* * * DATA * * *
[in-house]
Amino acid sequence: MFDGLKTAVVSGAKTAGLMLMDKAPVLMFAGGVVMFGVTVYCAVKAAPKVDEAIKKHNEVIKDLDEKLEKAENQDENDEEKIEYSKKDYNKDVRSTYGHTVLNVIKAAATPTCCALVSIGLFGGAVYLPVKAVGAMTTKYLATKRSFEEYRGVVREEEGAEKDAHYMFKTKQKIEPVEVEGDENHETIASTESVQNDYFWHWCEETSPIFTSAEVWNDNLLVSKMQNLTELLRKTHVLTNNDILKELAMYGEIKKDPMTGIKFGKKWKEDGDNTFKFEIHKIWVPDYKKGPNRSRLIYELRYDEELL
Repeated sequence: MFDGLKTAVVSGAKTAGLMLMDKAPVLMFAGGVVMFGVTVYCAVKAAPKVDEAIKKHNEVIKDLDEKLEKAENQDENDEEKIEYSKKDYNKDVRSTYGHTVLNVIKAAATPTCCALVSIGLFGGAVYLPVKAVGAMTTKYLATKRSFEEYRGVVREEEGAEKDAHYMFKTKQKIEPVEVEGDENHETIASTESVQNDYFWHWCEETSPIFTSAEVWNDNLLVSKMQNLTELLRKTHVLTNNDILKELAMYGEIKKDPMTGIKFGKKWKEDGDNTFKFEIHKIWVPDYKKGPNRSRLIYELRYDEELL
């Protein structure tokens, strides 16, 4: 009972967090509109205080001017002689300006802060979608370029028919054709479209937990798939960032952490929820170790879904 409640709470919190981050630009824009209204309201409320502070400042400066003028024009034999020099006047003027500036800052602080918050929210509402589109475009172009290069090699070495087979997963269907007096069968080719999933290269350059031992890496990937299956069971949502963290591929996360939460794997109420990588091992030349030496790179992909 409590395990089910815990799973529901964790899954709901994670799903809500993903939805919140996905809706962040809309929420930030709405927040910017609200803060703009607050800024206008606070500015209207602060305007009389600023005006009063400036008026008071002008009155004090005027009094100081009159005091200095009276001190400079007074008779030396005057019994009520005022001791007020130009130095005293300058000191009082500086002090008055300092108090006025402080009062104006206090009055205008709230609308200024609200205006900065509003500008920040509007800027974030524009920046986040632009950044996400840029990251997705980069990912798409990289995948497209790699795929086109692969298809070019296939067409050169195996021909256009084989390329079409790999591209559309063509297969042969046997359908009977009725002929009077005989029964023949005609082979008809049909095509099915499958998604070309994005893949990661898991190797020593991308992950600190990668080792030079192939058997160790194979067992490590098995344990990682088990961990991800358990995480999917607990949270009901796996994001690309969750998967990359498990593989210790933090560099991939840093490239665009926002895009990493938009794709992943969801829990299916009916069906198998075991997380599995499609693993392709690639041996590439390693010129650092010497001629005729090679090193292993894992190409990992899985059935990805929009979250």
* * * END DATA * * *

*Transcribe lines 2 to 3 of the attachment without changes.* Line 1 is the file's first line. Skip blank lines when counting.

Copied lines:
Amino acid sequence: MFDGLKTAVVSGAKTAGLMLMDKAPVLMFAGGVVMFGVTVYCAVKAAPKVDEAIKKHNEVIKDLDEKLEKAENQDENDEEKIEYSKKDYNKDVRSTYGHTVLNVIKAAATPTCCALVSIGLFGGAVYLPVKAVGAMTTKYLATKRSFEEYRGVVREEEGAEKDAHYMFKTKQKIEPVEVEGDENHETIASTESVQNDYFWHWCEETSPIFTSAEVWNDNLLVSKMQNLTELLRKTHVLTNNDILKELAMYGEIKKDPMTGIKFGKKWKEDGDNTFKFEIHKIWVPDYKKGPNRSRLIYELRYDEELL
Repeated sequence: MFDGLKTAVVSGAKTAGLMLMDKAPVLMFAGGVVMFGVTVYCAVKAAPKVDEAIKKHNEVIKDLDEKLEKAENQDENDEEKIEYSKKDYNKDVRSTYGHTVLNVIKAAATPTCCALVSIGLFGGAVYLPVKAVGAMTTKYLATKRSFEEYRGVVREEEGAEKDAHYMFKTKQKIEPVEVEGDENHETIASTESVQNDYFWHWCEETSPIFTSAEVWNDNLLVSKMQNLTELLRKTHVLTNNDILKELAMYGEIKKDPMTGIKFGKKWKEDGDNTFKFEIHKIWVPDYKKGPNRSRLIYELRYDEELL